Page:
• \$\begingroup\$ more importantly why are you even getting all the books when i just want "romance" books. This would be expensive if there is I/O involved in getting the books list. \$\endgroup\$ – Sikorski Apr 11 '17 at 12:00
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I personally think it's fine, but it helps to turn your thinking around from a "selector" to a "filter". Then, the default is to return all books, and you selectively filter down the set you're going to eventually respond with.

(Note I haven't written Java in a long time, so grain of salt here,) I might specify a BookFilter object which can incrementally have fields set from the parameters, and then have BookDTO.filterBooks. Then, your request method becomes:

public ResponseEntity getBooks(@RequestParam(required = false) String genre) {
    BookFilter filter = new BookFilter();
    if (genre != null) {
      filter.setGenre(genre);
    }

    return filterBooks(filter);
}

I know it's not directly applicable (your DTO probably doesn't work this way, based on what you described above), but I think what you're doing with the null check in your controller is pretty much the same thing with the tools you've got.

You might consider trying to refactor your DTO so it can work with filters however, because eventually you may want ?genre=scifi&published=1970+&publisher=penguin etc. etc., at which point it'll be a lot easier to manage a single filter object than a bunch of explicit queries.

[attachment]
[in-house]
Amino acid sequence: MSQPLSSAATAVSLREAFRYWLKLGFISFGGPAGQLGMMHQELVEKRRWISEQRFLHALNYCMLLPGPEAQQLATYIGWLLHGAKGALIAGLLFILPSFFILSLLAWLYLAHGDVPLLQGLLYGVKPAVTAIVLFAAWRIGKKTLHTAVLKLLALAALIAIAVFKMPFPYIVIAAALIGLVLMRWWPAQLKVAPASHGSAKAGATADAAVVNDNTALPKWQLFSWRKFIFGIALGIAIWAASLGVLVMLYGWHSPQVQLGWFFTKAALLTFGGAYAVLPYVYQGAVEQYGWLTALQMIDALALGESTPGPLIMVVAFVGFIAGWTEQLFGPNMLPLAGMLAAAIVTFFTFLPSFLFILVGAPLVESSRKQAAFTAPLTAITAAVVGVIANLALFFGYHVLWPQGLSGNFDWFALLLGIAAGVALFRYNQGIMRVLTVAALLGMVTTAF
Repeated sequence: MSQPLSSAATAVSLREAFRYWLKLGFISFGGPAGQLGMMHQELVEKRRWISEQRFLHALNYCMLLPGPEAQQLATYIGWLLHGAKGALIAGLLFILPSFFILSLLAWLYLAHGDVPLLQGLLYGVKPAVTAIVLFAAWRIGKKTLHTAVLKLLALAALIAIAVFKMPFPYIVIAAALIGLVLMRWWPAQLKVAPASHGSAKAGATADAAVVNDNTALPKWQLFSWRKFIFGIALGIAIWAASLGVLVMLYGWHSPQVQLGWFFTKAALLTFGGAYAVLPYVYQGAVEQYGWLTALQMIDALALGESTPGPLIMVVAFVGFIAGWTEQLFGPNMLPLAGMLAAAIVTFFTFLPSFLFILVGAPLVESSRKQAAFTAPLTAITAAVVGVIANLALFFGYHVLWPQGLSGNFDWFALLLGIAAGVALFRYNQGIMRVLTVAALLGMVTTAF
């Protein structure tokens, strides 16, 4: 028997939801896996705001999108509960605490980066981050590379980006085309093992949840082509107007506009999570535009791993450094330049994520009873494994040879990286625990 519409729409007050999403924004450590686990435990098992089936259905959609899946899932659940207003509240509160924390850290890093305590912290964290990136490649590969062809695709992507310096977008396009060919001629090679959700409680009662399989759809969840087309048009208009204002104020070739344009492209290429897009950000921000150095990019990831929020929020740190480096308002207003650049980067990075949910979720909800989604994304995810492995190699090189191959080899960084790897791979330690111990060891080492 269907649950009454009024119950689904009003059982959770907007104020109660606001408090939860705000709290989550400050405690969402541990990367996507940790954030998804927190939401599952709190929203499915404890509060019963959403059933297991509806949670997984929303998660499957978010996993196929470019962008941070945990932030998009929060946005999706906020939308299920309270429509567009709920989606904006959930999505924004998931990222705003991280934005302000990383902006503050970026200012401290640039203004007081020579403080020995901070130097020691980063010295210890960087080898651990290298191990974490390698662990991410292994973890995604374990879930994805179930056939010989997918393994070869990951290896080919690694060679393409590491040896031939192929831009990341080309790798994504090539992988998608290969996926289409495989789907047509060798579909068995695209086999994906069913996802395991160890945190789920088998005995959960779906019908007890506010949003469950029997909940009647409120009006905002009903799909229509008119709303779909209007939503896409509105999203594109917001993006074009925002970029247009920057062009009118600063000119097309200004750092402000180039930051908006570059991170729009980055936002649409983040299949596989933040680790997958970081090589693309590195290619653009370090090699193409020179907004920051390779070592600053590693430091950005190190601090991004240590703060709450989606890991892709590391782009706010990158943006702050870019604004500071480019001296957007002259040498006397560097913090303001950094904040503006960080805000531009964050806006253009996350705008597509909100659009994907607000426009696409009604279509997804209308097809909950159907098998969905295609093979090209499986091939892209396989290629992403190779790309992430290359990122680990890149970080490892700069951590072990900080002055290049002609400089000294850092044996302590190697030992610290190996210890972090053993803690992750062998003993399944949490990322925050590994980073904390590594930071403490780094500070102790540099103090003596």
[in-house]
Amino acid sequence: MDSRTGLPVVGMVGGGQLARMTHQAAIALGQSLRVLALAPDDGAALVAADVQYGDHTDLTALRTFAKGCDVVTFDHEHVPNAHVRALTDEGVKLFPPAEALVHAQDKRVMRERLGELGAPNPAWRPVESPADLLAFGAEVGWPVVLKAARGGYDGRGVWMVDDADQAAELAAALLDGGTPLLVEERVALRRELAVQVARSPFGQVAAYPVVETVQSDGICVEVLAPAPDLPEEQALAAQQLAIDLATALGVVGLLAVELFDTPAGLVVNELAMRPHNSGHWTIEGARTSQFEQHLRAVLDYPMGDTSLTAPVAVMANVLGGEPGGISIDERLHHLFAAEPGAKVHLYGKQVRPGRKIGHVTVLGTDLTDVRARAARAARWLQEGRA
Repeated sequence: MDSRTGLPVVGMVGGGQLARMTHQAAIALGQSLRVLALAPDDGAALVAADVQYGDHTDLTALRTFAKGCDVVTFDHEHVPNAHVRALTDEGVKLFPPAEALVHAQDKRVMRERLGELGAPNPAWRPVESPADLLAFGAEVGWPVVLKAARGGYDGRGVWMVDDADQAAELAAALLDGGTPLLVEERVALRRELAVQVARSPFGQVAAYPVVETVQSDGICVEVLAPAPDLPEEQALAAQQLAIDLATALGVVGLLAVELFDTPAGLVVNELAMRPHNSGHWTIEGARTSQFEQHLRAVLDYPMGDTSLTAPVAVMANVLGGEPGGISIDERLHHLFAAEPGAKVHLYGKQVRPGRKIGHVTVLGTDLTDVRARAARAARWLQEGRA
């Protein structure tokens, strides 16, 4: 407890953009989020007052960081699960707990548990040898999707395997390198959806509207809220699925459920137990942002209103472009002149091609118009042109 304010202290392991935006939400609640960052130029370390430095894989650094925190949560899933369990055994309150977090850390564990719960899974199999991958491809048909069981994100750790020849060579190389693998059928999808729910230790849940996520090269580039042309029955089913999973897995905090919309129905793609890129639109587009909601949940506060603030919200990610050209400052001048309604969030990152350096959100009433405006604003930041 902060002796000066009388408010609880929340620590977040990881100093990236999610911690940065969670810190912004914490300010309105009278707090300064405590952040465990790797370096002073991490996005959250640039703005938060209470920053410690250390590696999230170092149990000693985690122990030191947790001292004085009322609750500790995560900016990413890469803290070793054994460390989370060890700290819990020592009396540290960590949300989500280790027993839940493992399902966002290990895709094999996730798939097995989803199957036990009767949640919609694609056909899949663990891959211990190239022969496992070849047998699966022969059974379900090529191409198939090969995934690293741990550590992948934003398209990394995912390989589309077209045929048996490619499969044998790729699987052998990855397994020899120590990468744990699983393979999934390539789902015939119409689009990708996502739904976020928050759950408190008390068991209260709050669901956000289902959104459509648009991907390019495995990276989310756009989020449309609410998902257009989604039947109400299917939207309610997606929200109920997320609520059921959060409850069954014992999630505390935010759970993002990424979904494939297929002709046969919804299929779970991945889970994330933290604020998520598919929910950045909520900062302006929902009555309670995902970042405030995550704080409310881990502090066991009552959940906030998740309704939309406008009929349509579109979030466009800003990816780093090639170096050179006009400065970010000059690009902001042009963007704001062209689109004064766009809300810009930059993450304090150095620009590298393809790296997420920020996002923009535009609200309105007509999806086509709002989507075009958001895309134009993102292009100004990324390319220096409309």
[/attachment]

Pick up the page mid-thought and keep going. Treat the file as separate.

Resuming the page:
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3
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Instead of allowing the API user to retrieve all items, which could be a huge quantity of data to transmit, I would force paging, so that only the first n items were returned and the URL must be modified to get more.

e.g. /api/books?page=2

...or some other query

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This API pattern -- null means everything -- is actually quite old. Think SQL:

select * from books

vs

select * from books where genre in <genre-list>

This also gives us a hint on implementation: the predicate, if present, is an additional filter on the list.

So this is really to support @Jon's answer above. But I do have an additional comment on the implementation. Where are the Books stored? Database? In that case getAllBooks() and then filtering can be needlessly expensive. Consider pushing the filter to the storage.

The same filtering pattern can be applied to constructing SQL or whatever mechanism you are using for fetching the books from the system of records.

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    \$\begingroup\$ I don't know, genre isn't null in your first request, it's just not a specified criteria ; select * from books != select * from books where genre is null \$\endgroup\$ – Aaron Apr 11 '17 at 12:31
  • \$\begingroup\$ My analogy is to the actual API /api/books and /api/books/genre=something. OP writes that genre is null in the former case but in the url it is a non-specified criteria \$\endgroup\$ – Miserable Variable Apr 12 '17 at 2:22
  • \$\begingroup\$ Yes, in the URI it's unspecified, which translates to a null value for the RequestParam. I agree your analogy supports well the use of unspecified parameters in the URL, but I think OP's problem was with his servlet's code where he feels like null is a strange value to represent <genre-list>. \$\endgroup\$ – Aaron Apr 12 '17 at 9:31